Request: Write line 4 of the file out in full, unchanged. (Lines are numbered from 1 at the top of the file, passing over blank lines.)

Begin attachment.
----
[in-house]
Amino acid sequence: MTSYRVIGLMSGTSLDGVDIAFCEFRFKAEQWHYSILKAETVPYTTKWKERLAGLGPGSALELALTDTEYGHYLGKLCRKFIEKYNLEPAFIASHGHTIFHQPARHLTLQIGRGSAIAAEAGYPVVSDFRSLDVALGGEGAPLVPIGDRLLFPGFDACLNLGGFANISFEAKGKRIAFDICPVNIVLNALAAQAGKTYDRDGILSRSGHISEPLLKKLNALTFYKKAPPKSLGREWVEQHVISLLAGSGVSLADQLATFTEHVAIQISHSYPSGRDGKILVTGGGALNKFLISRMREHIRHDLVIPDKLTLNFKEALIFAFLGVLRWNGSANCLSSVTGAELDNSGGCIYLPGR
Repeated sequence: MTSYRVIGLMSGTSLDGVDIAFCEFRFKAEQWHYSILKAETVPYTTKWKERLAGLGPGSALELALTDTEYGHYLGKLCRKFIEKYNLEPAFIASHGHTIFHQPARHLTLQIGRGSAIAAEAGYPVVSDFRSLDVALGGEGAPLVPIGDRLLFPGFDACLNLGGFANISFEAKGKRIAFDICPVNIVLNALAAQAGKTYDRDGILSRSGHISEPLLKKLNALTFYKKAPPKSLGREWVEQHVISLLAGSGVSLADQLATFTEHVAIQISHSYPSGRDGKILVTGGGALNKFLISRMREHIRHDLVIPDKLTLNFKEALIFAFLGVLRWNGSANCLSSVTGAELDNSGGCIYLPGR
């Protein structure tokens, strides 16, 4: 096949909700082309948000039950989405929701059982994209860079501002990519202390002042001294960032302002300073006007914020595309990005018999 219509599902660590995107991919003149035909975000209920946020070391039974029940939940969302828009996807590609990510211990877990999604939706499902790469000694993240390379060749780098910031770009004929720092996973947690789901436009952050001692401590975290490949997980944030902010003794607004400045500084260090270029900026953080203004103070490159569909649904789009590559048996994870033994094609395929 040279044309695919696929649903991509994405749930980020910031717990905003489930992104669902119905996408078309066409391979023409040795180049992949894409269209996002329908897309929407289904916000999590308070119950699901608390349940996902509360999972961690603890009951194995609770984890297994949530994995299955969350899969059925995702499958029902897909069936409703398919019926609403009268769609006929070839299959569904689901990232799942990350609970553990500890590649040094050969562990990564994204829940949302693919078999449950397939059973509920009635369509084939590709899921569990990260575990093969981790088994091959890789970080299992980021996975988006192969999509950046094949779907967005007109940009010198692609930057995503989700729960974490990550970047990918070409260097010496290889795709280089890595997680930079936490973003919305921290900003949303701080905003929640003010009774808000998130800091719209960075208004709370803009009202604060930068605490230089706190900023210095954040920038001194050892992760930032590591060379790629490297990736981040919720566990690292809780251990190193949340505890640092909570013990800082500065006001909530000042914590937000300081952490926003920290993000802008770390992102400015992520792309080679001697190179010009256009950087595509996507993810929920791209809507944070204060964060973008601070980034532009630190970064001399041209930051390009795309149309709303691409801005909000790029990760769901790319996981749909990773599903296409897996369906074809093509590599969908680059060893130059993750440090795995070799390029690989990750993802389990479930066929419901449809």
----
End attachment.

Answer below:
């Protein structure tokens, strides 16, 4: 096949909700082309948000039950989405929701059982994209860079501002990519202390002042001294960032302002300073006007914020595309990005018999 219509599902660590995107991919003149035909975000209920946020070391039974029940939940969302828009996807590609990510211990877990999604939706499902790469000694993240390379060749780098910031770009004929720092996973947690789901436009952050001692401590975290490949997980944030902010003794607004400045500084260090270029900026953080203004103070490159569909649904789009590559048996994870033994094609395929 040279044309695919696929649903991509994405749930980020910031717990905003489930992104669902119905996408078309066409391979023409040795180049992949894409269209996002329908897309929407289904916000999590308070119950699901608390349940996902509360999972961690603890009951194995609770984890297994949530994995299955969350899969059925995702499958029902897909069936409703398919019926609403009268769609006929070839299959569904689901990232799942990350609970553990500890590649040094050969562990990564994204829940949302693919078999449950397939059973509920009635369509084939590709899921569990990260575990093969981790088994091959890789970080299992980021996975988006192969999509950046094949779907967005007109940009010198692609930057995503989700729960974490990550970047990918070409260097010496290889795709280089890595997680930079936490973003919305921290900003949303701080905003929640003010009774808000998130800091719209960075208004709370803009009202604060930068605490230089706190900023210095954040920038001194050892992760930032590591060379790629490297990736981040919720566990690292809780251990190193949340505890640092909570013990800082500065006001909530000042914590937000300081952490926003920290993000802008770390992102400015992520792309080679001697190179010009256009950087595509996507993810929920791209809507944070204060964060973008601070980034532009630190970064001399041209930051390009795309149309709303691409801005909000790029990760769901790319996981749909990773599903296409897996369906074809093509590599969908680059060893130059993750440090795995070799390029690989990750993802389990479930066929419901449809």